Photos: Ginatilan Police Station, via SunStar Cebu Facebook

Philippines: Sea Turtle found dead in Ginatilan
12th December 2017;

A Sea Turtle, about 60 years old, was found dead on Monday morning, December 11, in the seawaters off Barangay San Roque, Ginatilan, Cebu.

Municipal Environment and Natural Resources officer John Rosen Ferraren said the Turtle either died of old age or it was hit by a disease.

He said the Turtle, which weighed more than 100 kilos, may have been dead for several days.

The Turtle’s length is a little over 100 centimeters and nearly a meter in diameter.

Police are looking into the possibility that the marine mammal was killed by a poacher.

Fishermen who retrieved the turtle found a rope tied around its neck. The front right and rear flippers were missing, while the internal organs were rotten.

Baho na kaayo ang pawikan,” Ferraren said in a phone interview.

They buried the Turtle in a lot in San Roque rented by the Municipal Government.

Ferraren said Turtles often frequent their marine sanctuaries of San Roque and Poblacion.

He said they often remind fisherfolk not to catch endangered species and the municipal personnel conduct regular inspection in the market.

Source: Sun.Star Cebu

This is likely to be a Green Turtle (Chelonia mydas).

Spear gun victim. A Sea Turtle lies dead on the shores of Basdiot, Moalboal, Cebu.
Photo: Kalle Epp Facebook

Philippines: DENR-Central Visayas to probe sea turtle death
30th November 2017;

The Department of Environment and Natural Resources (DENR)-Central Visayas is set to investigate an incident in Moalboal town wherein a pawikan or Sea Turtle was found dead on the town’s shores earlier this week.

Dr. Eddie Llamedo, DENR-Central Visayas public information officer, told SunStar Cebu that they have tasked the Tañon Strait Protected Seascape (TSPS) to investigate who the culprits are behind the killing of the turtle in Barangay Basdiot, Moalboal.

On his Facebook page, Kalle Epp, a netizen, claimed they found a dead Green Sea Turtle (Chelonia mydas) in a coral reef in Sitio Tongo, Barangay Basdiot earlier this week.

A spear gun wound was found on the dead Turtle’s neck.

“We are outraged! Since several weeks we have seen an increase in people, local and foreign, coming to Moalboal for spear gun hunting as a sport and reported this to authorities,” Epp said, in his post.

Epp has appealed to officials to investigate the illegal poaching activities in Moalboal.

Cirilo Tapales, Barangay Basdiot chief, told SunStar Cebu that the dead pawikan has been turned over to the town’s tourist police.

Tapales believes that fishermen from other barangays may have speared the Turtle at night to avoid detection.

Tapales said spear hunting is illegal in Moalboal.

Llamedo said hunting Sea Turtle especially within marine protected areas like the Tañon Strait is illegal, according to Republic Act 9147 or the Wildlife Conservation and Protection Act.

A fisherman caught violating RA 9147 could spend jail time of up to 10 years or pay a fine of P500,000 for each Sea Turtle that he or she kills.

Llamedo also reminded the municipal government of Moalboal to boost up its monitoring activities on their coastal waters to avoid such incidents.

Sea Turtles are considered critically endangered under the Red List of the International Union for Conservation of Nature (IUCN).

“The presence of a pawikan is a sign of having a healthy marine ecosystem and we need people and fishers who take care of them while they travel for forage or nourishment,” Llamedo added.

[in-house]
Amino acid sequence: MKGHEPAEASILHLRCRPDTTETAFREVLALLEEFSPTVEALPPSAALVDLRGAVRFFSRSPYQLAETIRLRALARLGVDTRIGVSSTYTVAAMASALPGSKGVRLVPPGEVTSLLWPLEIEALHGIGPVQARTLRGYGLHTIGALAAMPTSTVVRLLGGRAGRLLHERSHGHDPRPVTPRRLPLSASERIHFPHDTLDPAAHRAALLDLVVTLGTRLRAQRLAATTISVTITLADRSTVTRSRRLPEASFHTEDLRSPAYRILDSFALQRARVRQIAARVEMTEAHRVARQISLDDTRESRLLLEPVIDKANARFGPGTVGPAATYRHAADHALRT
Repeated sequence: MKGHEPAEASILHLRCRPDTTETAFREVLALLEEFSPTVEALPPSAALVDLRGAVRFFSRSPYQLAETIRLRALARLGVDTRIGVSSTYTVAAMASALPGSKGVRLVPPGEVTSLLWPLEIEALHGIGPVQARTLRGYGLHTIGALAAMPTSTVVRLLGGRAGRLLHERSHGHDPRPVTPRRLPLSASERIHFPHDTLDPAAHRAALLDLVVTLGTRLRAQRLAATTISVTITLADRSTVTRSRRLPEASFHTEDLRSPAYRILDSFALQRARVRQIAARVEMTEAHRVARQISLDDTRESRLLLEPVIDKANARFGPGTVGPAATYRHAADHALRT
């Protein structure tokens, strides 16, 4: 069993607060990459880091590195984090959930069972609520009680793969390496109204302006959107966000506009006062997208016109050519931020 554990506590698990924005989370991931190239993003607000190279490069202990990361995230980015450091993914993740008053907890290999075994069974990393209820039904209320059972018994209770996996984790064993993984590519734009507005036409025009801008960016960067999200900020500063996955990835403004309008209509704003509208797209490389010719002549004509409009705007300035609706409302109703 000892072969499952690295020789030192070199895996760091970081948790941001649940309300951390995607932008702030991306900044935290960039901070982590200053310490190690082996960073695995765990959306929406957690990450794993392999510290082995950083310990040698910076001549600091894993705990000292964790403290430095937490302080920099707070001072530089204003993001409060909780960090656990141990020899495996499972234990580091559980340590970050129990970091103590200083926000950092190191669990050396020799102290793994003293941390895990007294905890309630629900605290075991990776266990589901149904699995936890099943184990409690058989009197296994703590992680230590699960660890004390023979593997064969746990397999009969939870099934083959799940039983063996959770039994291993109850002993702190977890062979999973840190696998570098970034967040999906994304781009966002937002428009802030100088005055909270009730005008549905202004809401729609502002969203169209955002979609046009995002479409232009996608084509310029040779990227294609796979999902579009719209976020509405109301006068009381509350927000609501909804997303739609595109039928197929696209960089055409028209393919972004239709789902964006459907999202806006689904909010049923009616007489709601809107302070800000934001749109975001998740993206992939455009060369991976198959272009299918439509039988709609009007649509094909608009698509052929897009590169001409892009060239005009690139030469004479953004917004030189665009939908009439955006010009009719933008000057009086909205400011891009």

Source: Sun.Star

Photo: Bombo Radyo Bacolod Facebook

Philippines: DENR probes deaths of 15 Pangolins
20th March 2017;

The Department of Environment and Natural Resources (DENR) is conducting an investigation on the discovery of 15 dead Pangolins (Manis sp.) in Barangay 2, Bacolod City, on March 17, the DENR-Negros Island Region said in a statement Sunday.

According to the initial report of the Community Environment and Natural Resources Office (Cenro)-Bago City, a resident found the Pangolin carcasses wrapped in plastic bags around 10 a.m. on March 16.

The resident brought home one of carcasses to be cooked but when he learned that the act is illegal, he returned it to the place where it was found.

Technicians from the Cenro Conservation and Development Section proceeded to the location to verify the incident, with personnel of Bacolod City Police Station 2.

Inspection revealed that the scales of the mammals were removed.

The animals were brought to the Provincial Environment and Natural Resources Office-Negros Occidental for tissue sampling.

The carcasses and tissue samples were then transported to a mortuary in Bago City for further analysis to determine the species of Pangolins and the cause of their death.

Pangolins and Anteaters are included under Appendix I of the Convention in International Trade in Endangered Species of Wild Fauna and Flora.

Source: Sun.Star

These are likely to be Philippine Pangolins (Manis culionensis) from Palawan, although they could also be Sunda Pangolin (Manis javanica), a species not native to the Philippines.

Photos: Bombo Radyo Bacolod Facebook

Philippines: Dead Pangolins found
18th March 2017;

Dead Pangolins (F. Manidae) were found on a roadside at the reclamation area in Bacolod City Friday, March 17.

Pangolins, also known as “Scaly Anteaters,” are burrowing mammals covered in tough, overlapping scales. They quickly roll themselves up into a tight ball to any potential predator.

They are victims of illegal wildlife crime mainly in Asia and in growing amounts in Africa and are considered one of the most endangered groups of mammals in the world.

Around 5 p.m. Friday, residents found the Pangolins with no internal organs wrapped in plastic bags and placed inside a sack.

Before the report reached the authorities, the Pangolins were frozen when found by a scrap-gatherer Thursday afternoon.

Due to fear, residents failed to report the incident immediately to the Department of Environment and Natural Resources (DENR).

Al Orolfo, regional director of DENR in Negros Island Region (NIR), said in a radio interview that he already directed his personnel to proceed to the area and check the report for investigation.

Source: Sun.Star

These are likely to be Philippine Pangolins (Manis culionensis) from Palawan, although they could also be Sunda Pangolin (Manis javanica), a species not native to the Philippines.

An Oarfish was found ashore in Barangay Rojales, Carmen, Agusan del Norte, on February 15.
Photo: Elesa Rosé Jane Allocod

Philippines: In the know: Can Oarfish predict earthquakes?
By Nicko Tubo, 20th February 2017;

Days before and after the 6.7-magnitude earthquake that devastated Surigao City and its nearby provinces, multiple sightings of giant Oarfish (Regalecus sp.) in Mindanao were reported.